A new entry of the Encyclopedia of Knowledge Organization (IEKO) has been published. This contribution – by Eugenio Petrovich – is an in depth review of Science Mapping. It is also a must-read for anyone who wants to approach the core concepts of bibliometrics without reference to the formal machinery.
The entry is publicly available here.
By Emiliano Tolusso
Maps are a pleasant and handy way of visualizing spatial data. Choropleths especially are widely employed in the visual description of spatial phenomena. However, as much as traditional maps are a popular solution, they suffer from a fundamental, insurmountable flaw: they conceived as ways to represent static objects, well-contained into some arbitrary border. How can we trace on a map something that is actually in motion across these borders?
Flow maps are a versatile hybrid between a traditional map and a flowchart. As such, flow maps are a well-fitted solution to display the motion of different objects in space in an orderly fashion.
Flow maps, as a matter of fact, are directed, georeferenced networks! They can virtually represent the motion of every kind of object on a plan surface: migrations, trade routes, money transfer. Getting more creative, and more on point with our focus on distant reading, flows may represent citations among geographically recognizable institutions retrieved from a set of papers. All you need is a couple of coordinates (X, Y; Long, Lat), and any flow can be effectively charted.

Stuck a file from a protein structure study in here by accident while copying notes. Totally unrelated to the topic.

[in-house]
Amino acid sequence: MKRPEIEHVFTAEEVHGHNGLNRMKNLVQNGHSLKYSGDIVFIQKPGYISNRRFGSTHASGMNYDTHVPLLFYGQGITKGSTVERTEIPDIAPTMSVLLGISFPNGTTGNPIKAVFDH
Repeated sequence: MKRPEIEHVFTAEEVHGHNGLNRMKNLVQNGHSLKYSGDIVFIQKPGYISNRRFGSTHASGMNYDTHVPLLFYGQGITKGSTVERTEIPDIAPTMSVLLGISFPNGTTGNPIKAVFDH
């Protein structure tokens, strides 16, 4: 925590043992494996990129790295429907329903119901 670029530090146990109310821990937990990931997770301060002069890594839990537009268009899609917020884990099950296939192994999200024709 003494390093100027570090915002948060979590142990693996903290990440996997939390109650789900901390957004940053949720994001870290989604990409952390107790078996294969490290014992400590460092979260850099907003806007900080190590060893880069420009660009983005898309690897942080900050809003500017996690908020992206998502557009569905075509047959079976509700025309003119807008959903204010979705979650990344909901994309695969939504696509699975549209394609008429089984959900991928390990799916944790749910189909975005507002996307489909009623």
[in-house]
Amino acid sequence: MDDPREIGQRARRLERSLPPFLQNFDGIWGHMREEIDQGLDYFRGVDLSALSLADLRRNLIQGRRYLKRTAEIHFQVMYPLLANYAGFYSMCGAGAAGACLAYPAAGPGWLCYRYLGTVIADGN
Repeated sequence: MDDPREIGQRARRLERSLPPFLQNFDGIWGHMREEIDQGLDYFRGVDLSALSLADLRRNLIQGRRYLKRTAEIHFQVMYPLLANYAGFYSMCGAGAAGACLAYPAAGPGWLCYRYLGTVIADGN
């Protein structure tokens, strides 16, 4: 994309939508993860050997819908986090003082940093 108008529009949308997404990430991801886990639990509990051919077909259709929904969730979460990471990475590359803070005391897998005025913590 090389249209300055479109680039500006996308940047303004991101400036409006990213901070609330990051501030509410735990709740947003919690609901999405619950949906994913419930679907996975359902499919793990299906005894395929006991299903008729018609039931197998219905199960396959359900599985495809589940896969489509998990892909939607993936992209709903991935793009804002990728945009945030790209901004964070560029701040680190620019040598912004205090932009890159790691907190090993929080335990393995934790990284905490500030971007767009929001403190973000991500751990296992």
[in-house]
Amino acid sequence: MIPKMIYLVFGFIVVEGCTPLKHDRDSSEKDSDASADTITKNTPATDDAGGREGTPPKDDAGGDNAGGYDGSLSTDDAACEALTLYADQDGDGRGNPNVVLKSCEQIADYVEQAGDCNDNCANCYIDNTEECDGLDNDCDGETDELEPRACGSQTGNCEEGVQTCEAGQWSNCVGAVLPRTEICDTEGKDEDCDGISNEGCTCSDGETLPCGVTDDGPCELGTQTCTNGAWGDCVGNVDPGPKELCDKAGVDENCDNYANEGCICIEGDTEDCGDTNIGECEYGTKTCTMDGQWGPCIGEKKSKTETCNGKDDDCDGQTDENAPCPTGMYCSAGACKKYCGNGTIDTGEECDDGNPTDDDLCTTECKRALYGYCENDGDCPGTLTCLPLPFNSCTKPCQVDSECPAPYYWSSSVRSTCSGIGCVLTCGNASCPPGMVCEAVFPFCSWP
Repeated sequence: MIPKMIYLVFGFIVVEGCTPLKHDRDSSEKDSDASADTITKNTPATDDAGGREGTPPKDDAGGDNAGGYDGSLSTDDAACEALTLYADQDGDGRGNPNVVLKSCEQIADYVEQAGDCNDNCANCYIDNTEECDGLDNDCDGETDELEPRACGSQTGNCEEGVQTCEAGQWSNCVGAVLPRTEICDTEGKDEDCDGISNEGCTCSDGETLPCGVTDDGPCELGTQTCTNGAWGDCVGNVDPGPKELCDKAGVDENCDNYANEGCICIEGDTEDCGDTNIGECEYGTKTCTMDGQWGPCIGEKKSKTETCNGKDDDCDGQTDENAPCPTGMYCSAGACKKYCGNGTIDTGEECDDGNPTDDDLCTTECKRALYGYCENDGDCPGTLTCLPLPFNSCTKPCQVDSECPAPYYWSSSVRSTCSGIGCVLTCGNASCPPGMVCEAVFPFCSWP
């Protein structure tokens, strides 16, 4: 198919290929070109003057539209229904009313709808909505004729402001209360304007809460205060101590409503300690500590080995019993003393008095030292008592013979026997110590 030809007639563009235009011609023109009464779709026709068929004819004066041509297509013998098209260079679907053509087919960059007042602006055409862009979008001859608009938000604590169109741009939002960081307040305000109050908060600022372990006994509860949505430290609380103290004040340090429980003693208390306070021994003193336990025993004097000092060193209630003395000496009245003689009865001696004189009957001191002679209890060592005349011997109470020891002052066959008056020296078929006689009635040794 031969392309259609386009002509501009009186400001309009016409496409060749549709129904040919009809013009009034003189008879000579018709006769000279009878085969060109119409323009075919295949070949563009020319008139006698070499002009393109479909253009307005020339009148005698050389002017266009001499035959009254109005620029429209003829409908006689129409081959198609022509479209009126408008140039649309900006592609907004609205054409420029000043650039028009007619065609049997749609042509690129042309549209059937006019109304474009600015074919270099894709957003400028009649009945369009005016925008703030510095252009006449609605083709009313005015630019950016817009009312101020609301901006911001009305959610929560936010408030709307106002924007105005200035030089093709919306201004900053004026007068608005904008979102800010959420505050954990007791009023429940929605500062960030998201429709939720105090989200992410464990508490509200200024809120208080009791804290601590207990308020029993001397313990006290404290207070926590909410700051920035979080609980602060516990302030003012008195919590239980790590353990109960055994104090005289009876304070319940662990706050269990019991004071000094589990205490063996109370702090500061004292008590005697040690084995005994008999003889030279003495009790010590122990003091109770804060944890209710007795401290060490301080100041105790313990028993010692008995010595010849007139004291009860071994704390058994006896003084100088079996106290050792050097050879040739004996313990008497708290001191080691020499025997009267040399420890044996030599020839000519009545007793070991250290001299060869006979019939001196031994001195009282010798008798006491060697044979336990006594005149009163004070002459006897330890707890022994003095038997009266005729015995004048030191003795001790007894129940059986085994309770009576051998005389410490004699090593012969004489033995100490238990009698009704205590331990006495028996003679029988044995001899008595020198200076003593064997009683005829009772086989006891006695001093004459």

Flowmap.blue is a useful resource to quickly build a flow map from scrap. It offers many advantages:
- You don’t need to write a single line of code or to open a GIS system.
- It is based on Google sheets.
- The maps are pretty cool!
Let’s see how it works.
By Eugenio Petrovich
In the last decades, the number of retractions of scientific articles has significantly grown in all disciplines (Steen et al., 2013). Even prestigious journals such as Science are not immune to such growth (Wray & Andersen, 2018). The spread of the phenomenon, as well as its accelerating pace, gives rise to concern in the scientific community, as a rising proportion of retractions are due to the manipulation of data, the use of fabricated or fraudulent data, plagiarism, and other types of research misconduct (Fang et al., 2012). Some striking cases have even reached the large public, such as the infamous article by Jeremy Wakefield about a connection between vaccines and autism, that was published in The Lancet in 1998 and retracted only twelve years later. Such cases are particularly troublesome since they risk to mine seriously the trust of society in science.
With this interview we open the series of the “DR2-Interviews”, a new section of this blog dedicated to questions and answers about the use of quantitative methods.
A few months ago one of our members, Paolo Babbiotti, was in Cambridge as a Visiting Student and interviewed Peter De Bolla, Professor of Cultural History and Aesthetics and Director of the Cambridge Concept Lab: https://www.english.cam.ac.uk/people/Peter.De_Bolla/
Here you can read the entire interview and we thank Professor De Bolla for the answers to our questions.
One month ago we announced that the papers presented by DR2 members Eugenio Petrovich, Guido Bonino and Paolo Tripodi have been accepted at the ninth annual conference of the Society for the Study of the History of Analytic philosophy.
The meeting is now postponed to July 2021.
As earlier announced on this blog, Prof. Arianna Betti (University of Amsterdam) is going to teach a History of Ideas course at the University of Turin during the second semester of the Academic Year 2019/2020 (starting at the end of April).
Due to the current restrictions on face-to-face academic activities, the course moves online (using Webex).
More information on this blog as soon as possible.